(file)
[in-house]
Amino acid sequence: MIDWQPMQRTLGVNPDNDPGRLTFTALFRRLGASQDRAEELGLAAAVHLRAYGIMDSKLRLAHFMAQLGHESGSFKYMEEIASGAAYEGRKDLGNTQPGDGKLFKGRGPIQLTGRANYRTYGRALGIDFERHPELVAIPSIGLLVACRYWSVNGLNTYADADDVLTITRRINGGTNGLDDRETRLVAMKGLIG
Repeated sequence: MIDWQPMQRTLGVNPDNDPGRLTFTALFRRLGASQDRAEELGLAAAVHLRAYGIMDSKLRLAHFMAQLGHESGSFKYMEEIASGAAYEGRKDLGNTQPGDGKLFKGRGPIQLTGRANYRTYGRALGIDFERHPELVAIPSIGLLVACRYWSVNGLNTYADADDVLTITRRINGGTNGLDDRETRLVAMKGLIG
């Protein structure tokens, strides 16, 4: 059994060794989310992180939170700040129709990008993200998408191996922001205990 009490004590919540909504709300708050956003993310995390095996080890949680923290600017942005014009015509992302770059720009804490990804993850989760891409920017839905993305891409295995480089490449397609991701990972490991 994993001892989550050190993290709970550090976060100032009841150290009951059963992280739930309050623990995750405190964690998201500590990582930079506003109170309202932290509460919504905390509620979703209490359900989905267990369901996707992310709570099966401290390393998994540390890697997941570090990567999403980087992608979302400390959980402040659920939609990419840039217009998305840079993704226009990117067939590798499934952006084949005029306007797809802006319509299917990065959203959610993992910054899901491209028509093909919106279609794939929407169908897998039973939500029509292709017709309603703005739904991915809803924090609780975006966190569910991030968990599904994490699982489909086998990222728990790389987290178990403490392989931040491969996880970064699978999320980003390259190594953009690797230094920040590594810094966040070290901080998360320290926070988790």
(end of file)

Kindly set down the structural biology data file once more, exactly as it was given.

[in-house]
Amino acid sequence: MIDWQPMQRTLGVNPDNDPGRLTFTALFRRLGASQDRAEELGLAAAVHLRAYGIMDSKLRLAHFMAQLGHESGSFKYMEEIASGAAYEGRKDLGNTQPGDGKLFKGRGPIQLTGRANYRTYGRALGIDFERHPELVAIPSIGLLVACRYWSVNGLNTYADADDVLTITRRINGGTNGLDDRETRLVAMKGLIG
Repeated sequence: MIDWQPMQRTLGVNPDNDPGRLTFTALFRRLGASQDRAEELGLAAAVHLRAYGIMDSKLRLAHFMAQLGHESGSFKYMEEIASGAAYEGRKDLGNTQPGDGKLFKGRGPIQLTGRANYRTYGRALGIDFERHPELVAIPSIGLLVACRYWSVNGLNTYADADDVLTITRRINGGTNGLDDRETRLVAMKGLIG
């Protein structure tokens, strides 16, 4: 059994060794989310992180939170700040129709990008993200998408191996922001205990 009490004590919540909504709300708050956003993310995390095996080890949680923290600017942005014009015509992302770059720009804490990804993850989760891409920017839905993305891409295995480089490449397609991701990972490991 994993001892989550050190993290709970550090976060100032009841150290009951059963992280739930309050623990995750405190964690998201500590990582930079506003109170309202932290509460919504905390509620979703209490359900989905267990369901996707992310709570099966401290390393998994540390890697997941570090990567999403980087992608979302400390959980402040659920939609990419840039217009998305840079993704226009990117067939590798499934952006084949005029306007797809802006319509299917990065959203959610993992910054899901491209028509093909919106279609794939929407169908897998039973939500029509292709017709309603703005739904991915809803924090609780975006966190569910991030968990599904994490699982489909086998990222728990790389987290178990403490392989931040491969996880970064699978999320980003390259190594953009690797230094920040590594810094966040070290901080998360320290926070988790």